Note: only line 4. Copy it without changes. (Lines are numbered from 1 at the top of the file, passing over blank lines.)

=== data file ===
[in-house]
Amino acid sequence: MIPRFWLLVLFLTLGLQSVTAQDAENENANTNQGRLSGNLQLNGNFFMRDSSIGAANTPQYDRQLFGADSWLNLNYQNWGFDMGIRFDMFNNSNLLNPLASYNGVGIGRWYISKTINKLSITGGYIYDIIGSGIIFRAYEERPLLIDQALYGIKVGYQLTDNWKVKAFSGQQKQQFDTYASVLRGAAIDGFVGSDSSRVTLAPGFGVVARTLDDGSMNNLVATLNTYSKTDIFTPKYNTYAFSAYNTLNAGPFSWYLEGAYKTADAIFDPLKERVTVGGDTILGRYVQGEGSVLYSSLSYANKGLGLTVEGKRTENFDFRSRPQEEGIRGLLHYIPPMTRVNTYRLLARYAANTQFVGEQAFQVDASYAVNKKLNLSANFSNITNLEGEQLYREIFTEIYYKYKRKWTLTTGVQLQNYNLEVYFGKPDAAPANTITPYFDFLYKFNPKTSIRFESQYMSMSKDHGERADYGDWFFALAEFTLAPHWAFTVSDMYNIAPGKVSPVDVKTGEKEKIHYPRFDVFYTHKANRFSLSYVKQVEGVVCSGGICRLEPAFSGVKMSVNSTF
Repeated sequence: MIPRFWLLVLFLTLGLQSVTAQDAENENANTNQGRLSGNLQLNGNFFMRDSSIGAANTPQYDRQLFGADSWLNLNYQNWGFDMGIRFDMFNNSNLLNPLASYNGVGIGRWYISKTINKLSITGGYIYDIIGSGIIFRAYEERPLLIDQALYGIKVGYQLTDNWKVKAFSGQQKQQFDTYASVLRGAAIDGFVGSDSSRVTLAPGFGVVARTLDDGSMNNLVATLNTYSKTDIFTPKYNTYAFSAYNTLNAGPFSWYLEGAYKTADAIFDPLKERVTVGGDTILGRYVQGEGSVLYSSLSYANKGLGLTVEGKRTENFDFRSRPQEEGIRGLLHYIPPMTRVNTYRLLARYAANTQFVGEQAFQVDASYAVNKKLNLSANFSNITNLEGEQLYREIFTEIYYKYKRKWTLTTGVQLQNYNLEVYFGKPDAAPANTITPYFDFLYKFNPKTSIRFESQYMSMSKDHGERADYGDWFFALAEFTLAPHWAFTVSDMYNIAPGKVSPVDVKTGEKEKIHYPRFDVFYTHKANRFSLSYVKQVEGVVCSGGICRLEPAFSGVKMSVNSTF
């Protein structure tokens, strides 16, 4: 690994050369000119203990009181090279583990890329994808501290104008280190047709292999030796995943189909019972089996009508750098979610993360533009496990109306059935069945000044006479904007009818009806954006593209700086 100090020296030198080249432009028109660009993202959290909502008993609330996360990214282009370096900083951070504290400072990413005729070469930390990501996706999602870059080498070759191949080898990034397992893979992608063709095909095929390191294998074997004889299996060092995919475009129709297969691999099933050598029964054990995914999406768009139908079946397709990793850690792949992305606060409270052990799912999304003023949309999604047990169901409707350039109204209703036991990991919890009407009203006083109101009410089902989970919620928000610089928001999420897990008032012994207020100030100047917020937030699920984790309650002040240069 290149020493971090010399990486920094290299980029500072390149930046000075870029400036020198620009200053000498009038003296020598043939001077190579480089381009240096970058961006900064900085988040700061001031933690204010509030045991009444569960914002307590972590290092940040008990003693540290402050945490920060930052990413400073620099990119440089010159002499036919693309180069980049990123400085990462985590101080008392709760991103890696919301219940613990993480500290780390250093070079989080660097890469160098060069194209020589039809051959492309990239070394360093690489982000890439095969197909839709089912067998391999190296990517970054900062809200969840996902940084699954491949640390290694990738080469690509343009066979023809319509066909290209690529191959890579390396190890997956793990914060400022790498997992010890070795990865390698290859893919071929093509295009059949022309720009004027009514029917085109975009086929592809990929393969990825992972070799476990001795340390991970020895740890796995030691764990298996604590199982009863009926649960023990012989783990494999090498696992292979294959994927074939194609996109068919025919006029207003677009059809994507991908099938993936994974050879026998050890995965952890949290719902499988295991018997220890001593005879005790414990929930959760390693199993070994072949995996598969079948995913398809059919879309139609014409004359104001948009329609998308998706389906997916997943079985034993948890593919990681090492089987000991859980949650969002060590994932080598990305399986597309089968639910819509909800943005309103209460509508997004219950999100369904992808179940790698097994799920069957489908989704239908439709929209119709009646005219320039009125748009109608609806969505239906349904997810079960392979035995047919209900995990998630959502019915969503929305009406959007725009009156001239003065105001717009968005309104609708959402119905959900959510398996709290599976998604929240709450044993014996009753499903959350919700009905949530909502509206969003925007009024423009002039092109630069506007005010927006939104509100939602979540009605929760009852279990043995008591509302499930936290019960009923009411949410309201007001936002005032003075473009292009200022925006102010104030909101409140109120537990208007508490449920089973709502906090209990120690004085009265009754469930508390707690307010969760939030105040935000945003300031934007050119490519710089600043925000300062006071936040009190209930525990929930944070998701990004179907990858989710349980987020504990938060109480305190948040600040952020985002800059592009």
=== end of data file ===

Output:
């Protein structure tokens, strides 16, 4: 690994050369000119203990009181090279583990890329994808501290104008280190047709292999030796995943189909019972089996009508750098979610993360533009496990109306059935069945000044006479904007009818009806954006593209700086 100090020296030198080249432009028109660009993202959290909502008993609330996360990214282009370096900083951070504290400072990413005729070469930390990501996706999602870059080498070759191949080898990034397992893979992608063709095909095929390191294998074997004889299996060092995919475009129709297969691999099933050598029964054990995914999406768009139908079946397709990793850690792949992305606060409270052990799912999304003023949309999604047990169901409707350039109204209703036991990991919890009407009203006083109101009410089902989970919620928000610089928001999420897990008032012994207020100030100047917020937030699920984790309650002040240069 290149020493971090010399990486920094290299980029500072390149930046000075870029400036020198620009200053000498009038003296020598043939001077190579480089381009240096970058961006900064900085988040700061001031933690204010509030045991009444569960914002307590972590290092940040008990003693540290402050945490920060930052990413400073620099990119440089010159002499036919693309180069980049990123400085990462985590101080008392709760991103890696919301219940613990993480500290780390250093070079989080660097890469160098060069194209020589039809051959492309990239070394360093690489982000890439095969197909839709089912067998391999190296990517970054900062809200969840996902940084699954491949640390290694990738080469690509343009066979023809319509066909290209690529191959890579390396190890997956793990914060400022790498997992010890070795990865390698290859893919071929093509295009059949022309720009004027009514029917085109975009086929592809990929393969990825992972070799476990001795340390991970020895740890796995030691764990298996604590199982009863009926649960023990012989783990494999090498696992292979294959994927074939194609996109068919025919006029207003677009059809994507991908099938993936994974050879026998050890995965952890949290719902499988295991018997220890001593005879005790414990929930959760390693199993070994072949995996598969079948995913398809059919879309139609014409004359104001948009329609998308998706389906997916997943079985034993948890593919990681090492089987000991859980949650969002060590994932080598990305399986597309089968639910819509909800943005309103209460509508997004219950999100369904992808179940790698097994799920069957489908989704239908439709929209119709009646005219320039009125748009109608609806969505239906349904997810079960392979035995047919209900995990998630959502019915969503929305009406959007725009009156001239003065105001717009968005309104609708959402119905959900959510398996709290599976998604929240709450044993014996009753499903959350919700009905949530909502509206969003925007009024423009002039092109630069506007005010927006939104509100939602979540009605929760009852279990043995008591509302499930936290019960009923009411949410309201007001936002005032003075473009292009200022925006102010104030909101409140109120537990208007508490449920089973709502906090209990120690004085009265009754469930508390707690307010969760939030105040935000945003300031934007050119490519710089600043925000300062006071936040009190209930525990929930944070998701990004179907990858989710349980987020504990938060109480305190948040600040952020985002800059592009």